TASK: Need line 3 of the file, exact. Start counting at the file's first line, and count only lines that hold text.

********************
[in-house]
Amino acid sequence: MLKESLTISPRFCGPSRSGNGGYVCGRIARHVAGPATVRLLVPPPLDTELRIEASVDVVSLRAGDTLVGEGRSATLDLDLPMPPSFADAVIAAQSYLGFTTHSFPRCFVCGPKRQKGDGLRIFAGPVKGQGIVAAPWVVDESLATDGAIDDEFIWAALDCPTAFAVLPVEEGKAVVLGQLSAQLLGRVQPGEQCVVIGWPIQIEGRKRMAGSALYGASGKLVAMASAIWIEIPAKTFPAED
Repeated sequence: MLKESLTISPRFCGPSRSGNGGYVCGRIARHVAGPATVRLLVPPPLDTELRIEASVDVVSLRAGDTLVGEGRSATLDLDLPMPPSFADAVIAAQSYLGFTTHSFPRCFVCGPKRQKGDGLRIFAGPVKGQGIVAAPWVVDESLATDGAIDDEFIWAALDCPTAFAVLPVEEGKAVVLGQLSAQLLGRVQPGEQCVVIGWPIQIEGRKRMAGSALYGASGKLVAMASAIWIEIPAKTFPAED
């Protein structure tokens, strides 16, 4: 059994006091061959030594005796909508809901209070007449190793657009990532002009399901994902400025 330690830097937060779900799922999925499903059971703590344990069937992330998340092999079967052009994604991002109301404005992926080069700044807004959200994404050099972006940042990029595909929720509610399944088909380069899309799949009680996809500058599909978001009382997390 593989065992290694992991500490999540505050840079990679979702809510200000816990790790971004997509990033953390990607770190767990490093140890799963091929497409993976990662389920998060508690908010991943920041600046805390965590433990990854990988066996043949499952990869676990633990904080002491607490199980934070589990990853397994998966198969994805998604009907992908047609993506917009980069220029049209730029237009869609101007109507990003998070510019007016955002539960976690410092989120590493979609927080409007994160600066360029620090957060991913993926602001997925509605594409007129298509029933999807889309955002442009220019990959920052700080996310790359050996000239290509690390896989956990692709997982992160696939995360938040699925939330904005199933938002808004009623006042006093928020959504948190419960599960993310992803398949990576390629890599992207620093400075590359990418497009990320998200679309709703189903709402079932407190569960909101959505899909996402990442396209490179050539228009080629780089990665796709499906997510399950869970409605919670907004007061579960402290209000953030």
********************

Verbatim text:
Repeated sequence: MLKESLTISPRFCGPSRSGNGGYVCGRIARHVAGPATVRLLVPPPLDTELRIEASVDVVSLRAGDTLVGEGRSATLDLDLPMPPSFADAVIAAQSYLGFTTHSFPRCFVCGPKRQKGDGLRIFAGPVKGQGIVAAPWVVDESLATDGAIDDEFIWAALDCPTAFAVLPVEEGKAVVLGQLSAQLLGRVQPGEQCVVIGWPIQIEGRKRMAGSALYGASGKLVAMASAIWIEIPAKTFPAED